The personal tenor of the writer’s farewell proves his letter was addressed to a group of Believers known to him. He is anxious to rejoin them and earnestly requests their prayers. Due to the scarcity of specific information in these final verses, the circumstances that hindered his reunion with his readers are a matter of speculation. Reasons could include lack of travel funds, illness, or incarceration.

A clear conscience is the result of a holy, sincere, and upright life (II Cor. 1:12). The writer does not consider himself above the need for prayer. He is determined to live righteously, make good decisions, and is confident the prayers of his readers will be answered.

v. 20
The writer requests prayer for himself and closes his letter with a prayer for his readers. Listed in this single verse are five primary doctrines: God’s peace, Christ’s resurrection, God’s shepherding heart, Christ’s atoning blood, and God’s eternal covenant.

Although this epistle employs numerous illustrations, types, and symbols, there is one more. The Lord is allegorized as a Shepherd (Isa. 40:11 & Ps. 23). The concepts of sheep and shepherding are mentioned numerous times throughout the Bible. Inevitably, these references are figurative and concern God’s loving care for us. Because human beings tend to stray, the analogy is a natural one. Sheep have significant value, so the Good Shepherd always has them in His sight. He keeps them from danger and finds them food, water, and shelter. Sheep are born to follow their shepherd, and Christ’s sheep are born again to follow Him.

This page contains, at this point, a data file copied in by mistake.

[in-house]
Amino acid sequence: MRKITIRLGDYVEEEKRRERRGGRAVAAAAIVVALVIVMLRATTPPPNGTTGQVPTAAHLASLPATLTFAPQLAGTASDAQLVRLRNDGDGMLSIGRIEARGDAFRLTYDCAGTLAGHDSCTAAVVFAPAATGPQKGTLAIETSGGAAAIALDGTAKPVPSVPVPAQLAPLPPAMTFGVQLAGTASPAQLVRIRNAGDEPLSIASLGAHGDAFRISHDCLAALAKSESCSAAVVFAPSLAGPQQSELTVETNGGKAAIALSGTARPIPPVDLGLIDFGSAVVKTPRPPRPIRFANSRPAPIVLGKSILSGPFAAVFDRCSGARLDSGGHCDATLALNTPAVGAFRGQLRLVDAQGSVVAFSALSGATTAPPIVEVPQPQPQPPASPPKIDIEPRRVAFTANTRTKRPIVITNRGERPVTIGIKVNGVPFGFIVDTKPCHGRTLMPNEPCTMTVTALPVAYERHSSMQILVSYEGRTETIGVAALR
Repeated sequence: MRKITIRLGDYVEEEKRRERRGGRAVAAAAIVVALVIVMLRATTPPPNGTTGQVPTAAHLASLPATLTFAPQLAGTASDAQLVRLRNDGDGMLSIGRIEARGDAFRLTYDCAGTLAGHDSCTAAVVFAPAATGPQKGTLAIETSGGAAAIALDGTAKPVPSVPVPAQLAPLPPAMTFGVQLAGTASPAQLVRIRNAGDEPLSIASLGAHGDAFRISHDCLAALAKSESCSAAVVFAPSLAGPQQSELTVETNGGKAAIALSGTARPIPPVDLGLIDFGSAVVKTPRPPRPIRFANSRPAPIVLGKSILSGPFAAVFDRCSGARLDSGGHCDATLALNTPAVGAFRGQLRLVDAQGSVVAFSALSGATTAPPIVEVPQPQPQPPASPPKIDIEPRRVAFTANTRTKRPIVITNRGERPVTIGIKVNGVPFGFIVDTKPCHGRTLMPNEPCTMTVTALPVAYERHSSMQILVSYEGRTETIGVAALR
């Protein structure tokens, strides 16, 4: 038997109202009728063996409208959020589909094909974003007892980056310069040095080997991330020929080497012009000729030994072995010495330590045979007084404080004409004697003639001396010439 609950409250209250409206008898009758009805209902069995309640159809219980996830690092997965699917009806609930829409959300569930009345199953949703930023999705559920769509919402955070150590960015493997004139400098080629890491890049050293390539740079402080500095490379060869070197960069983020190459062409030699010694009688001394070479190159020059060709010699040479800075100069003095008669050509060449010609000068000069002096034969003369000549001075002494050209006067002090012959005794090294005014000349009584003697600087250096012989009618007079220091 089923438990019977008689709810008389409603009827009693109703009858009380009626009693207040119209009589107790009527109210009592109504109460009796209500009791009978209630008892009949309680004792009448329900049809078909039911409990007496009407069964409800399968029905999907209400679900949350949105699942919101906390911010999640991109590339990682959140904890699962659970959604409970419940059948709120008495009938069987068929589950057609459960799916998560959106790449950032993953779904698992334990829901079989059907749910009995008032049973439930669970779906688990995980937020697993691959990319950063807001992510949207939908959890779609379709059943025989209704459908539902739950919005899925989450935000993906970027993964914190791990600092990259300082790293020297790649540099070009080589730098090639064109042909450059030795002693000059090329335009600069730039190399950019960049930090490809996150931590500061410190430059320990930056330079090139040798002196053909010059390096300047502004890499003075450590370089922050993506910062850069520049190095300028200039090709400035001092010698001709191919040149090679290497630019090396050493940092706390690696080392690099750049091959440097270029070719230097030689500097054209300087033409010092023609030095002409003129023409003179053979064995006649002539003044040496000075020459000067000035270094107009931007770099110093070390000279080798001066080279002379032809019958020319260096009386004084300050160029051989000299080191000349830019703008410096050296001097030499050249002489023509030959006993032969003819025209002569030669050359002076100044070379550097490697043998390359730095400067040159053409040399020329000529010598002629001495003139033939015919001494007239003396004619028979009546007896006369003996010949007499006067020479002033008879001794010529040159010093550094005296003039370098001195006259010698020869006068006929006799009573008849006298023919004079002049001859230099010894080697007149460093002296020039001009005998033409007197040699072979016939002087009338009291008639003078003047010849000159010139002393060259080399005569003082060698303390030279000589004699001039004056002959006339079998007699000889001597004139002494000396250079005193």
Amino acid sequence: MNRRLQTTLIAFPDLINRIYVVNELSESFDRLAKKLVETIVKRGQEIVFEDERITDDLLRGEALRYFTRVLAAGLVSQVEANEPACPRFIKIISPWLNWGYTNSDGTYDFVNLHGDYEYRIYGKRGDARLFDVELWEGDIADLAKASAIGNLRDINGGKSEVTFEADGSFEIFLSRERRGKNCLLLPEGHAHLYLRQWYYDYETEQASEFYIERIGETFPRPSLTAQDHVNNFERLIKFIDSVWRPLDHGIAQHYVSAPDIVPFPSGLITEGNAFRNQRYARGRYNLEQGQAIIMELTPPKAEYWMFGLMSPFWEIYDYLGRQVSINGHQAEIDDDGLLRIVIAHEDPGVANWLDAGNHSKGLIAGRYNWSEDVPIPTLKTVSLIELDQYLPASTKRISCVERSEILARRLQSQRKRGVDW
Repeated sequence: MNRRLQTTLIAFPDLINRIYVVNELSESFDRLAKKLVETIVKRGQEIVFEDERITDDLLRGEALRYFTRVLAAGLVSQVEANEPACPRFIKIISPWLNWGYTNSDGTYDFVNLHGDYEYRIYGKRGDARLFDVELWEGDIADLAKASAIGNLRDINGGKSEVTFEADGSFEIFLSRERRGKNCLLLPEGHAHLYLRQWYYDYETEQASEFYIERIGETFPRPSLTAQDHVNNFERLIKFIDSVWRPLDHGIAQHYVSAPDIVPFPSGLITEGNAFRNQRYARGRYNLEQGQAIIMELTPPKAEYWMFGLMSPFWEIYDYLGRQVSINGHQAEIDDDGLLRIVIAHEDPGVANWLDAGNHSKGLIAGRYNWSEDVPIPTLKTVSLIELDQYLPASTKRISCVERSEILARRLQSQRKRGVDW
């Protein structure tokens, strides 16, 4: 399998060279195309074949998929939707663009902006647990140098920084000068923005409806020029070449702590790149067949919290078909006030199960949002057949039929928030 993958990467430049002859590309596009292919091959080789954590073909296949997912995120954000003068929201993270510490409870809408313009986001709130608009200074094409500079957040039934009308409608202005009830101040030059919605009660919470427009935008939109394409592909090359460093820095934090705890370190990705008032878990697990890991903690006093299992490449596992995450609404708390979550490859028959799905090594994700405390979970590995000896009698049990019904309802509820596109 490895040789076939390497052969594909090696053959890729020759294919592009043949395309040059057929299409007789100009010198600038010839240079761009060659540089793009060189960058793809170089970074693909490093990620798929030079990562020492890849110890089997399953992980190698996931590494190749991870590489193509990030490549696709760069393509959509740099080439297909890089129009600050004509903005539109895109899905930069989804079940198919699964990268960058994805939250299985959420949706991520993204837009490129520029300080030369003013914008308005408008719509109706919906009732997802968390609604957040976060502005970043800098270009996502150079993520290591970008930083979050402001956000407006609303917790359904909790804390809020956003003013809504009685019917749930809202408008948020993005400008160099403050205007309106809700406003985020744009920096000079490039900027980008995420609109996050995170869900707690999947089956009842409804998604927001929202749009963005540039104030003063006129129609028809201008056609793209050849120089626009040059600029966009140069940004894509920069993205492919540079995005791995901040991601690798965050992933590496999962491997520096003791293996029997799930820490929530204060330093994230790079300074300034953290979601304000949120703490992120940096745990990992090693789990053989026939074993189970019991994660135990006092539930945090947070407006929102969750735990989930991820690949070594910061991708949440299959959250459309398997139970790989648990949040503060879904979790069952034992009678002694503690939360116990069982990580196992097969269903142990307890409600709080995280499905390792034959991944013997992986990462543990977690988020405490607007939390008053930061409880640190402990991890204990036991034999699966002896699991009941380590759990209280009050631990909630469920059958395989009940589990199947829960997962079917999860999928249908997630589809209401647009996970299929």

Picturing Himself as the Good Shepherd, Jesus:

<> views people as sheep without a shepherd (Mk. 6:34)
<> calls His sheep by name – who listen and follow Him (Jn. 10:3-4, & 27)
<> seeks nourishment for His sheep (Jn. 10:9)
<> lifts a fallen lamb out of the pit (Mt. 12:11)
<> looks for new sheep to add to His fold (Jn. 10:16)
<> gives His life for His sheep (Jn. 10:11)
<> rose from the dead to be our Great Shepherd (Heb. 13:20)
<> intercedes for us as the Shepherd of our souls (I Pet. 2:25)
<> will return for us as our Chief Shepherd (I Pet. 5:4)

Every shepherd knows His lambs intimately – and Christ knows us. Totally dependent upon Him, we follow in meekness and submission. Although we view our pastors as shepherds (Heb. 13:18),  the resurrected Christ is our Great Shepherd.

v. 21
Reflecting upon these truths will mature us, allowing us to serve God and please Him. To “perfect” (katartizo) is “to equip; to fit a thing exactly for its purpose.” It is a medical term used regarding the adjustment of a limb or joint after dislocation. As we submit to the adjustments God wants to make in our spiritual lives, He will provide everything necessary to fulfill His will.